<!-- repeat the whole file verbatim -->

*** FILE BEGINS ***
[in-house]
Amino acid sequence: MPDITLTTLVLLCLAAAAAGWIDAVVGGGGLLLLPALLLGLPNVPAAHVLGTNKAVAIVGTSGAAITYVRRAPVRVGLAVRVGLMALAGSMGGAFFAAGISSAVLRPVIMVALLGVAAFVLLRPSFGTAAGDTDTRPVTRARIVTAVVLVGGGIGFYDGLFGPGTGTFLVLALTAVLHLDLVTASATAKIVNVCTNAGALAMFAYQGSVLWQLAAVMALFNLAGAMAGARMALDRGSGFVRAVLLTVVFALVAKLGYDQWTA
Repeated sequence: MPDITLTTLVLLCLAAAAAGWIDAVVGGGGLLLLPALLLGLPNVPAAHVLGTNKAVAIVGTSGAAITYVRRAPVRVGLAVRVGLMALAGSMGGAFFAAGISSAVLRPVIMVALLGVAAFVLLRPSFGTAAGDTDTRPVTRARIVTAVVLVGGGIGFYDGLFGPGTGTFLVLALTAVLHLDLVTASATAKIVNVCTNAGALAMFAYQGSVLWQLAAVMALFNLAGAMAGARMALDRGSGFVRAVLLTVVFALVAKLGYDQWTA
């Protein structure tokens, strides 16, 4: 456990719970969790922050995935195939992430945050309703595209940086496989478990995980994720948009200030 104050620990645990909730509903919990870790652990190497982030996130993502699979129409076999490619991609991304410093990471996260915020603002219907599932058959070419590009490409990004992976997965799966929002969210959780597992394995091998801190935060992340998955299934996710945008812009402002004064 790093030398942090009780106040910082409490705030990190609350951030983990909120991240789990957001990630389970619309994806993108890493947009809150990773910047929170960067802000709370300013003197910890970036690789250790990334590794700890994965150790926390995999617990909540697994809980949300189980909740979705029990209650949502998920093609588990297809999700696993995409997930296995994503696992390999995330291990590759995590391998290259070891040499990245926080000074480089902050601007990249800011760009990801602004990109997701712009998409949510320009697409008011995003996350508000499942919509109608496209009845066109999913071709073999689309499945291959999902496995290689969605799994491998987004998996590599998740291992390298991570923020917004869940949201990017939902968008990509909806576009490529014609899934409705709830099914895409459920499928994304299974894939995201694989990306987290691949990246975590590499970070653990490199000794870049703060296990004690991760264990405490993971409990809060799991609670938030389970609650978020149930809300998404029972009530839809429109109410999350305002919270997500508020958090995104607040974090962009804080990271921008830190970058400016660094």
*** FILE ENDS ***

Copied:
[in-house]
Amino acid sequence: MPDITLTTLVLLCLAAAAAGWIDAVVGGGGLLLLPALLLGLPNVPAAHVLGTNKAVAIVGTSGAAITYVRRAPVRVGLAVRVGLMALAGSMGGAFFAAGISSAVLRPVIMVALLGVAAFVLLRPSFGTAAGDTDTRPVTRARIVTAVVLVGGGIGFYDGLFGPGTGTFLVLALTAVLHLDLVTASATAKIVNVCTNAGALAMFAYQGSVLWQLAAVMALFNLAGAMAGARMALDRGSGFVRAVLLTVVFALVAKLGYDQWTA
Repeated sequence: MPDITLTTLVLLCLAAAAAGWIDAVVGGGGLLLLPALLLGLPNVPAAHVLGTNKAVAIVGTSGAAITYVRRAPVRVGLAVRVGLMALAGSMGGAFFAAGISSAVLRPVIMVALLGVAAFVLLRPSFGTAAGDTDTRPVTRARIVTAVVLVGGGIGFYDGLFGPGTGTFLVLALTAVLHLDLVTASATAKIVNVCTNAGALAMFAYQGSVLWQLAAVMALFNLAGAMAGARMALDRGSGFVRAVLLTVVFALVAKLGYDQWTA
């Protein structure tokens, strides 16, 4: 456990719970969790922050995935195939992430945050309703595209940086496989478990995980994720948009200030 104050620990645990909730509903919990870790652990190497982030996130993502699979129409076999490619991609991304410093990471996260915020603002219907599932058959070419590009490409990004992976997965799966929002969210959780597992394995091998801190935060992340998955299934996710945008812009402002004064 790093030398942090009780106040910082409490705030990190609350951030983990909120991240789990957001990630389970619309994806993108890493947009809150990773910047929170960067802000709370300013003197910890970036690789250790990334590794700890994965150790926390995999617990909540697994809980949300189980909740979705029990209650949502998920093609588990297809999700696993995409997930296995994503696992390999995330291990590759995590391998290259070891040499990245926080000074480089902050601007990249800011760009990801602004990109997701712009998409949510320009697409008011995003996350508000499942919509109608496209009845066109999913071709073999689309499945291959999902496995290689969605799994491998987004998996590599998740291992390298991570923020917004869940949201990017939902968008990509909806576009490529014609899934409705709830099914895409459920499928994304299974894939995201694989990306987290691949990246975590590499970070653990490199000794870049703060296990004690991760264990405490993971409990809060799991609670938030389970609650978020149930809300998404029972009530839809429109109410999350305002919270997500508020958090995104607040974090962009804080990271921008830190970058400016660094």